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Survey: Marketing & farm size

Gerry Bade, who grows corn, soybeans and alfalfa, and raises beef cattle in Minnesota, is typical of 1,100 producers who took the Successful Farming® Benchmark Marketing Survey this year.

For Bade, cash marketing is king.

“Normally, what I do is sell my grain after the first of the year. Usually the first week in January is when it gets a rally,” says Bade has used this method for more than 20 years. He has almost always been pleased with it. In 2014, with corn prices low, he plans to feed more to cattle.




His farm is midrange in size, he feels good about his marketing ability, and he falls into the 52% majority who want to “get a little bit better price.”

Using all of the tools

As the survey also shows, farm size makes a difference. More of the largest farms see marketing as risk management, not price enhancement, and they use more futures, options, and other tools.

Among farms over 1,000 acres, 47% use options, 42% use basis contracts, and 54% use hedge-to-arrive contracts.

Some of this surprised University of Illinois economist Darrell Good, one of the survey advisers. “I thought basis contracts were pretty rare,” he says.

Iowa State University economist Chad Hart says, “Options are the one that surprised me.” One possible reason is, he says, “a lot more people are becoming more comfortable with options because of their experience with the federal crop insurance program.” Revenue insurance is, essentially, a government-supported put option.

The volume of grain sold with futures alone remains small – just 9% of the corn, beans, and wheat the entire group sells.

Frayne Olson, a North Dakota State University economist who once farmed in that state, says, “It does match fairly closely with what I’ve observed.” Out of an array of marketing tools, not all work best in all conditions. “Do you have to use a futures contract for all of your marketing? The simple answer is no. It’s easier to dabble in these things and give it a test run.”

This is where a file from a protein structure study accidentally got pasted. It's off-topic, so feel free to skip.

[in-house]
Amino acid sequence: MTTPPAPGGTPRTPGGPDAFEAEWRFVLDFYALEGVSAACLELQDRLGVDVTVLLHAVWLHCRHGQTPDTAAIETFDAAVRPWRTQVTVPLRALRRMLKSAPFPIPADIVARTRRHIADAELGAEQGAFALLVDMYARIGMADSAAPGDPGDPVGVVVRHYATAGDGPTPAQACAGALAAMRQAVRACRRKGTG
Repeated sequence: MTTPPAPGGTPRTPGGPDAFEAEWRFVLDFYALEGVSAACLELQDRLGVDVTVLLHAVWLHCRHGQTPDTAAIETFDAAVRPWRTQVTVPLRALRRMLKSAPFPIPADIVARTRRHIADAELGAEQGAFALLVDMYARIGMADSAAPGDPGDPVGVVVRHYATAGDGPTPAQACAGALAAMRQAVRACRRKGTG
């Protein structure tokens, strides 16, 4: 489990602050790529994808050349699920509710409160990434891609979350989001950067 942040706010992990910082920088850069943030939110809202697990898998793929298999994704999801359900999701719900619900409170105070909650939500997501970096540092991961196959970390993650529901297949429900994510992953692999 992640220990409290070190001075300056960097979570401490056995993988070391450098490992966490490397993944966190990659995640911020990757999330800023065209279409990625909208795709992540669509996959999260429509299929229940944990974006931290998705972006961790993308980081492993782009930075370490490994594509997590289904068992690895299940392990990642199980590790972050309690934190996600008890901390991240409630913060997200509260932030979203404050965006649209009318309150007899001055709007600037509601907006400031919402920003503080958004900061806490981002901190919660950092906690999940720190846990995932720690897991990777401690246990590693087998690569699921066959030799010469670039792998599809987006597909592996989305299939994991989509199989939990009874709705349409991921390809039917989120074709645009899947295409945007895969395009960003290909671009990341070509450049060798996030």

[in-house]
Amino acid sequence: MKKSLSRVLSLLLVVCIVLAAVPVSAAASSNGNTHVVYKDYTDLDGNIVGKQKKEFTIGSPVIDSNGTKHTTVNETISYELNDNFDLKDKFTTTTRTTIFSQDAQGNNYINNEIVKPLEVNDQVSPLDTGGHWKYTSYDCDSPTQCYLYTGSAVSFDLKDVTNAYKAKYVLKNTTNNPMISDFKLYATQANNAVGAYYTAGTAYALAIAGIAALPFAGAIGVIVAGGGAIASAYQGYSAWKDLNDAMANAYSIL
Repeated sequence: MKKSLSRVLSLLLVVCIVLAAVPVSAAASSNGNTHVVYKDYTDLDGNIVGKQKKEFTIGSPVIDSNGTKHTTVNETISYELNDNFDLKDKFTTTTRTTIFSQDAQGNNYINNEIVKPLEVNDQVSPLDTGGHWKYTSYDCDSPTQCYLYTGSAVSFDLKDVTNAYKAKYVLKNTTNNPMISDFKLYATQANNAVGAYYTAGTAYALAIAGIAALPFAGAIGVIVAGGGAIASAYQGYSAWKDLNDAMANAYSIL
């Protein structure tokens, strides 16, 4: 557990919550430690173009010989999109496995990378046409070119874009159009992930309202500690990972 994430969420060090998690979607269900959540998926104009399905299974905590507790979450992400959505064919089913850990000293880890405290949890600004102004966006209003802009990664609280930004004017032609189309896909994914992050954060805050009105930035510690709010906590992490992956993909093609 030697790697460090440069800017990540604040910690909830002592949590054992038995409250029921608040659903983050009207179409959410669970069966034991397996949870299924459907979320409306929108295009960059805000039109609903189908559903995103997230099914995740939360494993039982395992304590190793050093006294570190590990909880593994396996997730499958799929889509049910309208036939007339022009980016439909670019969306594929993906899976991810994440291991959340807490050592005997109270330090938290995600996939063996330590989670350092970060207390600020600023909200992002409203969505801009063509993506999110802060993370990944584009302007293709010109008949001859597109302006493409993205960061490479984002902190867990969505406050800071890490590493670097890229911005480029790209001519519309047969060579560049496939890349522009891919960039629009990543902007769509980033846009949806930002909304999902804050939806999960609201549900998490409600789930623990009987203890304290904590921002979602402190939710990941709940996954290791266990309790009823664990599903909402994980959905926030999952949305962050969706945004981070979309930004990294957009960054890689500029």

Price vs. Risk Management

A key question in the survey, meant as a benchmark, was whether you market to enhance price or to balance risk.

“I think if you’d asked that question 10 years ago, you might have gotten more ‘enhance price’ responses,” Good says. “I think farmers have discovered how hard it is to beat the market.”

Hart expects more changes. “They’re confident in their ability to market and use a number of tools. My guess is that the use of these tools will grow,” he says.

Hart is pleased that a big majority who use futures (58.9%) say it’s to gain a better basis. That is something even more attainable in areas where ethanol and livestock production have expanded, adds Olson.

The top reason against using futures is positive: Farmers like working with their elevator merchandiser. Mistrust of brokers and worry about clearing firm failure are troubling, though, Hart says. “You can see the damage that has occurred in the futures market due to events like M.F. Global,” he says. “The marketing system has to figure out how to make that fear factor decline.”

Survey adviser Steve Wellman, who farms near Syracuse, Nebraska, says he’s not surprised larger farmers focus more on risk and smaller ones use futures less, since 5,000-bushel contracts can limit choices with less grain to sell.

Purdue University economist Chris Hurt, also a survey adviser, sees upbeat data. “Contrary to coffee shop chatter, producers have an overall positive feeling about their marketing of crops and livestock,” he says. “They know marketing is just one of the functions to help meet their bigger goals.”


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